The Quantum Meta-Ethics Workshop
Quantum Meta-Ethics (QM-E) is the latest initiative of Project Q, a seven-year investigation funded by the Carnegie Corporation of New York into the societal and geopolitical implications of quantum innovation. With support from the Australian Department of Foreign Affairs and Trade (DFAT), and in partnership with the New Delhi Observer Research Foundation (ORF), QM-E now seeks to put these findings into practice by developing ethical frameworks for emerging quantum technologies. The first QM-E workshop is openly speculative, exploring three meta-ethical questions that emerged from the sixth annual Q Symposium. First, what lessons are to be learned from previous efforts to apply ethical standards to critical technologies? Second, what constitutes ethical behaviour, best practices and responsible innovation in quantum technology? Third, how best to produce ethical accords consistent with international law, human rights and climate justice that are also actionable across multiple sectors of quantum innovation? The workshop findings will provide the framework for a QM-E symposium in 2022.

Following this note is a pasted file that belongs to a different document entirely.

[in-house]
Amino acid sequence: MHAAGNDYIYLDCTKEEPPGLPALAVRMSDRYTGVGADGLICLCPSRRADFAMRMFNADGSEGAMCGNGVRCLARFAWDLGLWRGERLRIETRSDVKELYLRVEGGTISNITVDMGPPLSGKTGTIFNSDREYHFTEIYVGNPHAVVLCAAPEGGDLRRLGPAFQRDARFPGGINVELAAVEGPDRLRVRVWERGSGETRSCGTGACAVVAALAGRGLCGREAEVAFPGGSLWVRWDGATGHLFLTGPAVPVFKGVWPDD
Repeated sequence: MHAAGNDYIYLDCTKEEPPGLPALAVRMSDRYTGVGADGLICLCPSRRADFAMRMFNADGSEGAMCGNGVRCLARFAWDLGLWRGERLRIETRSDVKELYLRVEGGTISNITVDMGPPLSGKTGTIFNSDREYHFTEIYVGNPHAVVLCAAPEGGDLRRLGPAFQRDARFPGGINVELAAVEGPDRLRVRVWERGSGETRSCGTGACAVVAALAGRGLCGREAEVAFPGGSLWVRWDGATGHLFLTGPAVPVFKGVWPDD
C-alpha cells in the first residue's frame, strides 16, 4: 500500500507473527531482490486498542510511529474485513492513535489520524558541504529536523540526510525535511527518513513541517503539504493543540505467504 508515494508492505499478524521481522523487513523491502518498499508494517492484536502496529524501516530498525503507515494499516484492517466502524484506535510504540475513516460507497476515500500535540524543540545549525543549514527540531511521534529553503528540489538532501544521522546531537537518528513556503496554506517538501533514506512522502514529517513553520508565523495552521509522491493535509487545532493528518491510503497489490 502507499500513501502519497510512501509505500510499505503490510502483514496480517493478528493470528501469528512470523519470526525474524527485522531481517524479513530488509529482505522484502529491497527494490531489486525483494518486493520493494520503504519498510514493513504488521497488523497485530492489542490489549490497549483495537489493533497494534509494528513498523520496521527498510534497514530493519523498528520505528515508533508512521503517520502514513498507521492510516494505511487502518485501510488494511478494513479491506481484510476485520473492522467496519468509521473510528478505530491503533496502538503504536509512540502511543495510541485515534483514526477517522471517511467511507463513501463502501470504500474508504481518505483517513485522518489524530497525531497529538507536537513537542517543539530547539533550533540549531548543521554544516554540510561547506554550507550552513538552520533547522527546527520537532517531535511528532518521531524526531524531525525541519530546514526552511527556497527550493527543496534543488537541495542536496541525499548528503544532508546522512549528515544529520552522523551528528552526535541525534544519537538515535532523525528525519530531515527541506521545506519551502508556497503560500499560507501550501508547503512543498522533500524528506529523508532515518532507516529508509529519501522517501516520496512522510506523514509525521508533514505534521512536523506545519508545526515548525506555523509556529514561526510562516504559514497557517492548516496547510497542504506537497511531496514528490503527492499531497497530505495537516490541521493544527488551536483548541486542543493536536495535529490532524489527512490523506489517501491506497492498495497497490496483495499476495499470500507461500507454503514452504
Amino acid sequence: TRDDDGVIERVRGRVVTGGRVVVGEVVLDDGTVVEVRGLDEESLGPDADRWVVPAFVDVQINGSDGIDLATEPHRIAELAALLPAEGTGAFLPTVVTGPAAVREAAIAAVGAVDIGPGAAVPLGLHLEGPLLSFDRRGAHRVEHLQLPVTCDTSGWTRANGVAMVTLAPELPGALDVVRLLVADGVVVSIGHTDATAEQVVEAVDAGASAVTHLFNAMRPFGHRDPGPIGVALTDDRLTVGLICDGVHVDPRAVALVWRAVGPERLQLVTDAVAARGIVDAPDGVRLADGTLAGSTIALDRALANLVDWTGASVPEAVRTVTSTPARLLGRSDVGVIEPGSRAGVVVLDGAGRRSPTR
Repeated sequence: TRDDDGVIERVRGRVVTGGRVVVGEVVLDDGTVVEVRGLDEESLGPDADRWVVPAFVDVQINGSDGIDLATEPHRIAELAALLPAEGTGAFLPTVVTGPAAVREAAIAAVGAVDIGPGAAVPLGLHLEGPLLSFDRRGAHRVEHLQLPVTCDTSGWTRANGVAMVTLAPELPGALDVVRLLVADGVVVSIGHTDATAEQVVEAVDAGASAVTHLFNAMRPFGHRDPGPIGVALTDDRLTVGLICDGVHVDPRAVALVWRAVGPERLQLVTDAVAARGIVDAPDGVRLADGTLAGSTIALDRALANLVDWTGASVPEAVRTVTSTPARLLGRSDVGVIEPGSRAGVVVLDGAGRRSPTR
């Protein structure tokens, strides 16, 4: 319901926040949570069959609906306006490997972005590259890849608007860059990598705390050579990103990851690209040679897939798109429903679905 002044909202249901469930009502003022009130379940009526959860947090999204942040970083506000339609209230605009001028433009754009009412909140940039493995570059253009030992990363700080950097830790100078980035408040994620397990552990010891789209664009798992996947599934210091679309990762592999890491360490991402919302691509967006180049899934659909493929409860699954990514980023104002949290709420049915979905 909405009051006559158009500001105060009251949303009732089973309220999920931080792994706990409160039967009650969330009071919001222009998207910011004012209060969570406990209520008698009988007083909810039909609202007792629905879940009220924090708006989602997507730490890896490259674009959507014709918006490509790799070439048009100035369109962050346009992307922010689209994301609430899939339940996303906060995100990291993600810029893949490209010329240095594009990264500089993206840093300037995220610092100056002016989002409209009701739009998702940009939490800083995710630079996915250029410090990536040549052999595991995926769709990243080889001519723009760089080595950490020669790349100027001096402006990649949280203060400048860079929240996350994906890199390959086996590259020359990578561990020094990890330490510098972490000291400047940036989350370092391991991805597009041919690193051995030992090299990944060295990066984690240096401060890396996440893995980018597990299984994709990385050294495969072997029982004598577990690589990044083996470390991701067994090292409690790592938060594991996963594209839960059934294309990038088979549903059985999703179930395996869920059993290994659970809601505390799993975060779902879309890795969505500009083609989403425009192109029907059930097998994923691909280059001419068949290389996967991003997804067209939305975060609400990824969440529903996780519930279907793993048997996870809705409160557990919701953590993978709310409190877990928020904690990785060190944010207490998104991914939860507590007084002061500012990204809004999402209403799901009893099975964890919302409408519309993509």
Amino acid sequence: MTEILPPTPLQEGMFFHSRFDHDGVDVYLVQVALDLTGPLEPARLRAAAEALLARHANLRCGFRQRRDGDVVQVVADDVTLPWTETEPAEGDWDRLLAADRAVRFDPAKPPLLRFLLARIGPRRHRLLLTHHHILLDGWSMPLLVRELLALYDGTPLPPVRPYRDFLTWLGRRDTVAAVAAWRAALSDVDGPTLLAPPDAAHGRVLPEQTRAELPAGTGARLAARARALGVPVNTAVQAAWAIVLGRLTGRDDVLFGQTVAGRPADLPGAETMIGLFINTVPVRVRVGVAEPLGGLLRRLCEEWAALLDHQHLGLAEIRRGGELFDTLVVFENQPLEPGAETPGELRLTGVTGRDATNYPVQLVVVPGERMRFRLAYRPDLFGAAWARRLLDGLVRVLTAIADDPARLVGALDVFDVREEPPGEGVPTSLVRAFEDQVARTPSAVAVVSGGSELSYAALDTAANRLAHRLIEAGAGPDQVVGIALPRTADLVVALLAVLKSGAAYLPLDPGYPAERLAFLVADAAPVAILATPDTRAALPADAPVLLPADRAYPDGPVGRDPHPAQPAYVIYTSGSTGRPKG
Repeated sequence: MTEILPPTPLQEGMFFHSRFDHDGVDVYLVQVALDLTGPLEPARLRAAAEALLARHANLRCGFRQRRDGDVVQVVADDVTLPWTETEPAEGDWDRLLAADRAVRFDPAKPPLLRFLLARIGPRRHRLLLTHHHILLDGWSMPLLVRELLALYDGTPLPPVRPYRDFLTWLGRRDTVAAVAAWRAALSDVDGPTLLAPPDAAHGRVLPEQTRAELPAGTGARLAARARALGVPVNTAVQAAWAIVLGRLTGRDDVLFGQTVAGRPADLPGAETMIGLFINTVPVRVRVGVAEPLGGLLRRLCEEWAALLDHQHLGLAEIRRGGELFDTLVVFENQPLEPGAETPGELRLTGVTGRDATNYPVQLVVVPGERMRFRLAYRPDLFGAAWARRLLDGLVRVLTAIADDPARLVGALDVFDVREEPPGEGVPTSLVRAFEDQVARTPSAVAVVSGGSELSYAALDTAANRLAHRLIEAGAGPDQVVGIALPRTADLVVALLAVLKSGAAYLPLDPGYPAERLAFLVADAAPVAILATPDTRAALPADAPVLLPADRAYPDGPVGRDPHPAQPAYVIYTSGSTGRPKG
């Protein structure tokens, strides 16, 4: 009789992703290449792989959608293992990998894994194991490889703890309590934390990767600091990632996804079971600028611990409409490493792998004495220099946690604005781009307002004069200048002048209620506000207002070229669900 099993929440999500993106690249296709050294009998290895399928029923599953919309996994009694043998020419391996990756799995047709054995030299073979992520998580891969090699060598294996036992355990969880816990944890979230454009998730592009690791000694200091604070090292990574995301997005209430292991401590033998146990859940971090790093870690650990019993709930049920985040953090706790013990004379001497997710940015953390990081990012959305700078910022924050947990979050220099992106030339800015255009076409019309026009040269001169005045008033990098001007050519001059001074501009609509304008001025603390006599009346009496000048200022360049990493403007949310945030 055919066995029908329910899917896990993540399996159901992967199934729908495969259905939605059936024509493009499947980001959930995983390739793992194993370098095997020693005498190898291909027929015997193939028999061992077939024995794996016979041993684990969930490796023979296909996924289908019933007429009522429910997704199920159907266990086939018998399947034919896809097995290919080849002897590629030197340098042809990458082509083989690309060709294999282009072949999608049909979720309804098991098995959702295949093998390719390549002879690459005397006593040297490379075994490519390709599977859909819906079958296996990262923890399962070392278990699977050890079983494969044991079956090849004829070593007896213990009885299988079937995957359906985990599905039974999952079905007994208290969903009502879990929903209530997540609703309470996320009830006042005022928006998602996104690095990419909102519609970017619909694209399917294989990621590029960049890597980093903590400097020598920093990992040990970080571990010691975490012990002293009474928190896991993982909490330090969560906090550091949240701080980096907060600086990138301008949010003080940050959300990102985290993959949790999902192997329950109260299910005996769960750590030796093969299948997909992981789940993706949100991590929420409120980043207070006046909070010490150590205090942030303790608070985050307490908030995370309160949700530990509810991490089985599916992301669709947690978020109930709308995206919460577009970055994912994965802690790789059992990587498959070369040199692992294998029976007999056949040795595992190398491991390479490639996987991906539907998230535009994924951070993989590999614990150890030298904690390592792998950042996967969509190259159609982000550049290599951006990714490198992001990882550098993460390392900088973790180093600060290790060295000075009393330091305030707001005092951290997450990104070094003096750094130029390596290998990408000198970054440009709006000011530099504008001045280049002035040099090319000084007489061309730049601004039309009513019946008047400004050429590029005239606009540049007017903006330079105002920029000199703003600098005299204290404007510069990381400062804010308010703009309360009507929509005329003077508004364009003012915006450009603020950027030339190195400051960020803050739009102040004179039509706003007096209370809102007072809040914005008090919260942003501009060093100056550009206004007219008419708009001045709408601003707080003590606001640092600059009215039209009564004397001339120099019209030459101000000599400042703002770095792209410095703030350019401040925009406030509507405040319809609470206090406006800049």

The workshop is a thought experiment in the form of a survey, focus group and ethical hack. The survey will be facilitated by Remesh, an online platform that uses AI-assisted polling to generate and collate realtime findings from paricipants across multiple sectors. To bridge CISS and ORF participation (and to accommodate time-zone differences), a North American session will be held in the morning, followed by an Indo-Pacific session in the afternoon. Each session will consist of three parts: an interactive survey and focus group by all participants on ethics and best practices for quantum technology; a ‘Meta-Ethical Hack’ to test for risks posed by quantum technology as well as for vulnerabilities to cognitive errors, structural flaws and implicit biases in normative, cultural and regulatory responses; and a general discussion about the workshop findings and next stages of the project.
This event is made possible through the support of the Australian Government Department of Foreign Affairs and Trade, Carnegie Corporation of New York, Sydney Quantum Academy and the Faculty of Arts and Social Sciences at The University of Sydney.